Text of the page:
BY DIANE HAYGEN, Guest Reporter

Academic performance and retention rates are increasing in the introductory psychology and sociology courses at the University of Michigan-Dearborn as students participate in Supplemental Instruction (SI), according to Deborah Roundtree, Supervisor of the SI Program in the Department of Behavioral Sciences.

Supplemental Instruction (SI) is an academic assistance program which offers free, structured, interactive study sessions for select courses, usually first and second year traditionally difficult courses. SI is anonymous to instructors and open to all students enrolled in the course.

“Supplemental Instruction is designed to help students take responsibility for their learning and develop the skills needed to be lifelong learners,” and “strives to improve student grades and retention,” said Roundtree.

Supplemental Instruction identifies high-risk courses, not high-risk students. Unlike many traditional academic assistance programs, SI begins the first two weeks of classes before students experience difficulty.

Trained SI leaders help students understand the course material, develop study strategies and prepare for exams by leading interactive study groups which meet regularly for one hour twice a week.

SI leaders are typically students who have taken and successfully completed the course. SI leaders attend all course lectures, take notes, and serve as “model students.”

SI leaders help students ask and answer their own questions. SI is about finding the answers, not getting the answers.

The Department of Behavioral Sciences began offering SI in Fall 2010 for six sections of Psychology 170 and five sections of Sociology 200. Noticeable differences in grades and retention rates have been reported when comparing SI participants to non-participants, according to Roundtree.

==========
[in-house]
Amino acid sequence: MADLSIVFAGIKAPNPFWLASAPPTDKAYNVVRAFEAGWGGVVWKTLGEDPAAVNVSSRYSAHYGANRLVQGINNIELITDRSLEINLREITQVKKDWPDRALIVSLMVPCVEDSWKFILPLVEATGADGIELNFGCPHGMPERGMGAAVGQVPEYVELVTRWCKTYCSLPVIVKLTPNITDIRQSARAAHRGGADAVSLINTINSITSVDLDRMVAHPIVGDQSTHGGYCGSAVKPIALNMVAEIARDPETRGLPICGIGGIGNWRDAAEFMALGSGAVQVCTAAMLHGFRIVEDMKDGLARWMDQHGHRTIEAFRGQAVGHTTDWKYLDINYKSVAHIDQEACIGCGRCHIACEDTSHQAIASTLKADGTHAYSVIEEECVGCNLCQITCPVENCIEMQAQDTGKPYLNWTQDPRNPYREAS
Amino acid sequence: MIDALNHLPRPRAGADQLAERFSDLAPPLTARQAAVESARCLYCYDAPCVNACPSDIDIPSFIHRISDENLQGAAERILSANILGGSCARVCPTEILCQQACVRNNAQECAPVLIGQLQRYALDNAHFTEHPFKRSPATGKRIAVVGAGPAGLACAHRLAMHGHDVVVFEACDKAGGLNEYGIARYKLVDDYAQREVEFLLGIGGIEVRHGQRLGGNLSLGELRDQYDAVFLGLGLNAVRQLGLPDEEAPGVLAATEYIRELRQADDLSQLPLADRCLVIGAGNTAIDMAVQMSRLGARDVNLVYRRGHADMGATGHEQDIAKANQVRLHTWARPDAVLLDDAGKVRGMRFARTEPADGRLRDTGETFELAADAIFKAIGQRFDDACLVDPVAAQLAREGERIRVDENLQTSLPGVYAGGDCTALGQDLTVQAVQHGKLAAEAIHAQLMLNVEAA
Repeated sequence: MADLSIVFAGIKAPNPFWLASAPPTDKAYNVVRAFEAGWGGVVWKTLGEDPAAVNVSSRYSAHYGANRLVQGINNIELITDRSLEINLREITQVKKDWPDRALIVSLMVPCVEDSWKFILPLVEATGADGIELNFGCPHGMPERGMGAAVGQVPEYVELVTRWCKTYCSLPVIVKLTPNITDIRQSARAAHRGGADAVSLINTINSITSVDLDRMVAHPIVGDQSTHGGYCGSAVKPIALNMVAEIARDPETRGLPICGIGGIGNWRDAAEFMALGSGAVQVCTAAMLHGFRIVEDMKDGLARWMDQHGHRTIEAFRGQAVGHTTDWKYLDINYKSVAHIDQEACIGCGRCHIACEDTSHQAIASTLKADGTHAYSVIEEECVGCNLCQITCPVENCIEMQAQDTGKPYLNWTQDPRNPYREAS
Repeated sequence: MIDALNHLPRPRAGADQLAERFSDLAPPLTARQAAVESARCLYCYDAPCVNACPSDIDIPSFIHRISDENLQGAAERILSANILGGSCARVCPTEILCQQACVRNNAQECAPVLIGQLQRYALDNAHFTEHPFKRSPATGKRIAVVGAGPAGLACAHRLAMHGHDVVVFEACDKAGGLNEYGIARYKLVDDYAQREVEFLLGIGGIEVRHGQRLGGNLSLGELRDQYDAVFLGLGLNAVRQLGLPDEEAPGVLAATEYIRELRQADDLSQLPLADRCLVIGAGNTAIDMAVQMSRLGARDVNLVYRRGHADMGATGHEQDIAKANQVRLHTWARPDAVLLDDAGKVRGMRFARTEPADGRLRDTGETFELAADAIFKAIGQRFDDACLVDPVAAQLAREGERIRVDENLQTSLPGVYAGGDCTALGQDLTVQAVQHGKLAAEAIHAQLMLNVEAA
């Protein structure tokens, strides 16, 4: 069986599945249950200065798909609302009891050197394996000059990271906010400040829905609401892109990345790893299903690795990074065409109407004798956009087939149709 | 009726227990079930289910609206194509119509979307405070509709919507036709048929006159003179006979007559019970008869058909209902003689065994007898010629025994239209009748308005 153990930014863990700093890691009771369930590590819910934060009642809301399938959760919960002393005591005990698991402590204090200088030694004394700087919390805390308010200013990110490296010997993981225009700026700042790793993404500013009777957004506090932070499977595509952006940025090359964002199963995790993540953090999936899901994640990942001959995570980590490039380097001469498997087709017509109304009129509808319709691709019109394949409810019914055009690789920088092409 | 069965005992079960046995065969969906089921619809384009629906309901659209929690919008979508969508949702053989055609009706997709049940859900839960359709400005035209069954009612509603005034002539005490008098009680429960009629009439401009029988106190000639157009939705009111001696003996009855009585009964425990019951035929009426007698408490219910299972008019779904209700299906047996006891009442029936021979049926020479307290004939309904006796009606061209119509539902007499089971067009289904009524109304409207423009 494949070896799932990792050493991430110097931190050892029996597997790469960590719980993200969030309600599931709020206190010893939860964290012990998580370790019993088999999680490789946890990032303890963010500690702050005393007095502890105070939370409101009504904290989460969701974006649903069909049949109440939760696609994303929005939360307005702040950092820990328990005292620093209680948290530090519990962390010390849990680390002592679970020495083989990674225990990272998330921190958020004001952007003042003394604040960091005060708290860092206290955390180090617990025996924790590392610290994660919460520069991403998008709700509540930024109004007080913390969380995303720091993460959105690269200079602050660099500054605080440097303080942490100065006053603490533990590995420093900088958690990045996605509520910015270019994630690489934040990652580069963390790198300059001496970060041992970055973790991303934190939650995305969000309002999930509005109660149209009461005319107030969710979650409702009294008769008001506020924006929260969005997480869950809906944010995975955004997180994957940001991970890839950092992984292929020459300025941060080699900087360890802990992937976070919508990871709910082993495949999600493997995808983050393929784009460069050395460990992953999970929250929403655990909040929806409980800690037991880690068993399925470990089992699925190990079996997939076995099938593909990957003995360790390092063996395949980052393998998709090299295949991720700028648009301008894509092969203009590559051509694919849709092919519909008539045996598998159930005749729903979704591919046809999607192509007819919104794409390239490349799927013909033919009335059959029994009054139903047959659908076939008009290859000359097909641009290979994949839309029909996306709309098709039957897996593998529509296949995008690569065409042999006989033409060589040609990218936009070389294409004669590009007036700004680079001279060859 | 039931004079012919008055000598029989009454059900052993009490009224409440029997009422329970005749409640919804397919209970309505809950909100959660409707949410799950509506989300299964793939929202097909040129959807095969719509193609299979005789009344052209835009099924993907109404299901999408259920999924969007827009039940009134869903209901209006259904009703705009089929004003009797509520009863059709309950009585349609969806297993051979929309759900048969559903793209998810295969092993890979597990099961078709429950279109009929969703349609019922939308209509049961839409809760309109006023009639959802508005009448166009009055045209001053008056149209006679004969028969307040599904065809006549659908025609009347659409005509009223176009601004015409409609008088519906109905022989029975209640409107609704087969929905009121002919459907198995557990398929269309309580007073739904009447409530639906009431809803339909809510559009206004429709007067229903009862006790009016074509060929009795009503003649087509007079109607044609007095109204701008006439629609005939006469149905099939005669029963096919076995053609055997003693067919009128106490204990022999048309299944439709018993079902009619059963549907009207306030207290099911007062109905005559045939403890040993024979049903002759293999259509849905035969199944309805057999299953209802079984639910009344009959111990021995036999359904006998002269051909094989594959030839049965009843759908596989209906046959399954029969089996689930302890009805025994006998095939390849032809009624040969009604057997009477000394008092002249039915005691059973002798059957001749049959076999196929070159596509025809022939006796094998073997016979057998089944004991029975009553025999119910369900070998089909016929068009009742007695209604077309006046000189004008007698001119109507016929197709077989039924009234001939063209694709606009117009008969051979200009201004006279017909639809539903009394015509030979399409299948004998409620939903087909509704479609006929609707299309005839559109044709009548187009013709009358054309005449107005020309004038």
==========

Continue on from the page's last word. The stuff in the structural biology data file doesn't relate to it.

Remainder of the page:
Of the 65 students enrolled in Psychology 170 section 005 for Fall 2010, 20 students attended SI sessions. The average final grade for SI participants was 3.42 compared to 2.02 for non-participants.

“Our biggest impact is in the DFW rate – D’s, F’s, and withdrawals – 4.6% for SI participants compared to 21.5% for non-participants for this section of Psychology 170,” Roundtree said. All 11 sections of SI supported courses in the Behavioral Sciences reported significantly lower DFW rates for SI participants compared to non-participants.

Roundtree, who keeps track of the attendance for more than 600 students, is currently in the process of setting up a study to determine at what point SI attendance affects students’ grades on test scores. National studies indicate that students who attend six or more sessions of SI benefit consistently from it, as indicated by Roundtree.

Roundtree said that more professors are expressing an interest in offering SI supported courses and that the program has been “pretty remarkably successful.”

Stanley Henderson, Vice Chancellor for Enrollment Management and Student Life, Nancy Wrobel, Professor and Chair of the Department of Behavioral Sciences, and William Keener, Director of Academic Assistance, have been major forces behind SI at the university and would like to see the program expand, according to Roundtree.

Supplemental Instruction (SI) was developed by Dr. Deanna Martin in 1973 at the University of Missouri-Kansas City. Colleges and universities around the world are currently using the SI model.

For more information about SI offered by the Department of Behavioral Sciences, contact Deborah Roundtree at

For information about SI offered by the Department of Natural Sciences, contact Dr. Debalina Bandyopadhyay, Director of the Science Learning Center, Pre-Med/Pre-Health Advisor and Supervisor of the SI Program, at